We Are Red Parakeets
My question is not “What is a human being?” but a smaller question, one that isn’t frequently asked but one that turns out to be important to understand the significance of the larger one. This question is this: do human beings always recognize other human beings as human beings? A special case of this would be: do human beings always recognize themselves as human beings? If they do, what are the means of recognition? One reason for asking the question is because of the way in which violence is discussed. Generations of journalists, historians and writers concerned with the nature of violence, and especially with the crimes and murders of states, have noted an attempt to deny the status of human beings to the victims of these crimes. The problem with this is that the language of such denial of victims’ status as humans tends to come in forms of reduction rather than outright exclusion from humanity. Scholars speak of dehumanization as the general linguistic effect. The agents of hatred speak of “sub humans” and of every possible variant on the term, of “waste” or “dirt.” Clearly the language speaks of a will to deny the term “human being” to a group. But it doesn’t, or doesn’t fully answer the question of whether the hatred of others causes a “failure” to recognize them as humans. Without trying to resolve this I want to put the question to one side and simply observe that the problems start with issues of language and discourse. It is in speech and writings that these denials and non-recognitions occur, even if they are performed in war, in murder or just in speech.
The question of whether human beings necessarily recognize themselves as human beings was given concrete form in the nineteenth century when Karl von Steinen, a German ethnographer, made his second expedition in Brazil and visited the Bororos. In his memoir of the trip he described a scene that was subsequently posed and re-posed to generations of anthropologists and linguists as a test of their acumen, as a rite of passage. Steinen first cautions the reader: “We must put out of our minds, the boundaries between men and animals,” and then goes on to report that the Bororo say they are red parakeets. After talking to them about various ways of interpreting this, they answer that they mean: “We are red parakeets.” They are not tempted to agree that it means they would become red parakeets when they died, nor that the red parakeet has some totemic value amongst the Bororo. They simply repeated that they were red parakeets. Bororos are red parakeets and red parakeets are Bororos. It is as if the scene concludes with Steinen giving up: “They mean it literally.” But what is this literal? Is it something bare and blunt, left when intellectual categories, when idiom, has been discarded? The literal here is a belief that utterances have a meaning prior to, and independent of sense.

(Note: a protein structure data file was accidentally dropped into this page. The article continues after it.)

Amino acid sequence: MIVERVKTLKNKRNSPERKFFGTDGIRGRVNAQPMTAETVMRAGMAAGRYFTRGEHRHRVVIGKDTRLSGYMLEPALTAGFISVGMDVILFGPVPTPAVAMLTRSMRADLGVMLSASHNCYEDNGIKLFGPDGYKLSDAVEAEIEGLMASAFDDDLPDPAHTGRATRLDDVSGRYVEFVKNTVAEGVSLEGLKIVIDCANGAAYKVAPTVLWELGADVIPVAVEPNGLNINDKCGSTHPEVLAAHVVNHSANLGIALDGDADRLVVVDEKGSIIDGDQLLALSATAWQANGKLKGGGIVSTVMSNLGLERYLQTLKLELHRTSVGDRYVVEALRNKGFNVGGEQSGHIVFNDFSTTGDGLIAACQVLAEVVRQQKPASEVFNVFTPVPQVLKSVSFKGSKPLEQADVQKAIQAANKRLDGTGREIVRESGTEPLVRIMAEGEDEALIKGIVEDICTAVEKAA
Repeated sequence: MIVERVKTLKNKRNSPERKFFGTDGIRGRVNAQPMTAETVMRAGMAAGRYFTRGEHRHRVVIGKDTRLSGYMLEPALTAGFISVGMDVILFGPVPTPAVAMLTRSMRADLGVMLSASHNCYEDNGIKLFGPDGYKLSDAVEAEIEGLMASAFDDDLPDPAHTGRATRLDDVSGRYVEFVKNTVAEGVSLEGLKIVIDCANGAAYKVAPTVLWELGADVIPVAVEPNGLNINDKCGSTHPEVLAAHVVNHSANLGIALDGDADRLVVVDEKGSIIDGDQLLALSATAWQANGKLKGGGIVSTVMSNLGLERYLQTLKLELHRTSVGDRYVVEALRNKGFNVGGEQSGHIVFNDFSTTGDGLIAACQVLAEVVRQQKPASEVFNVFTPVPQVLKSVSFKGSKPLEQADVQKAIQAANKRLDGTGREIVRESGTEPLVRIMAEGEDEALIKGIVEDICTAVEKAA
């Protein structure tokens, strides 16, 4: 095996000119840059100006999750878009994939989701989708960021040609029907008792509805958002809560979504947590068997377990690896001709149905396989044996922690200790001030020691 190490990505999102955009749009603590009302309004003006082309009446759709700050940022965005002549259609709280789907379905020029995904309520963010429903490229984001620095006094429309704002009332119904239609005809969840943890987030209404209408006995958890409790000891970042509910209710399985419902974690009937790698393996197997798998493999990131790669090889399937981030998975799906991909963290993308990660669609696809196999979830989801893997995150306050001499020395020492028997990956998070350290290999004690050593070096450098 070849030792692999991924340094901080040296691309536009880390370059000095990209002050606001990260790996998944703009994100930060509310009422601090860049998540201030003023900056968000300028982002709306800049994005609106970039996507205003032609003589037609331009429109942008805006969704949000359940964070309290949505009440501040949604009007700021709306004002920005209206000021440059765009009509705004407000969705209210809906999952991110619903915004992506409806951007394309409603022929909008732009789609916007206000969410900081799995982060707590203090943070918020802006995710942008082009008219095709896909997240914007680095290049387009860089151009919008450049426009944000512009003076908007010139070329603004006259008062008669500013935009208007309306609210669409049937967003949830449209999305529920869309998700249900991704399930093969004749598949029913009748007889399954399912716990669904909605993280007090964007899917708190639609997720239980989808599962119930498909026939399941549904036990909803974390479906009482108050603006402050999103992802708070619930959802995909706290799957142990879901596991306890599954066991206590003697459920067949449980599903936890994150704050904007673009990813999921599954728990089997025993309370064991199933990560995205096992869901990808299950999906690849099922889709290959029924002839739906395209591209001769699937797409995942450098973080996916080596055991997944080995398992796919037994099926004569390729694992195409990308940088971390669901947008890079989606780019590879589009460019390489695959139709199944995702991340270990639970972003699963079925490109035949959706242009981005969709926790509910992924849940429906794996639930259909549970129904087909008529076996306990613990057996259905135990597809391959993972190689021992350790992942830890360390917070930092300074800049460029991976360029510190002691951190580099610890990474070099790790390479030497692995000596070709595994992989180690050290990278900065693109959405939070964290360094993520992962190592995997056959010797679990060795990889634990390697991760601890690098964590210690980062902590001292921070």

As others started to read von Steinen’s texts, his account of the Bororos functioned as a challenge to explain its underlying meaning. The first candidate who tried to tame the red parakeet and make it safe for thought was the anthropologist Lucien Lévy-Bruhl, who thought that rationality had an opposite, which he called “primitive mentality”: “In the collective representations of primitive mentality objects, beings, phenomena can be, though in a way incomprehensible to us, both themselves and something other than themselves (à la fois eux meme et autres chose qu’eux memes)…” Primitive mentality obeys what Lévy-Bruhl calls the law of participation; it lives in a world in which everything is connected, and from our point of view knows no contradiction. It is a world, if indeed that is the word for such an unbounded and borderless place, in which the instruments of Western reason are lacking. Due to its apparent absence amongst the Bororo, syllogism becomes an object for discussion, for the syllogism, or rather the possession of it, is seen as the signature of reason. To be able to reason with the syllogism is to enter rationality; to lack it is to be primitive. Human? Perhaps, but the term “human” is now working like a scale rather than a type of being or a species, and even less a moral collectivity.
In an anecdote from Alexander Luria, the great Soviet neuropsychologist, the problem is clear. After the revolution, Luria was part of an investigation of pre-literate peoples in northern Siberia. Before meeting a local group, the question of the syllogism emerged: would these people understand it? To test this, the specialists invented a model syllogism in the form of a question.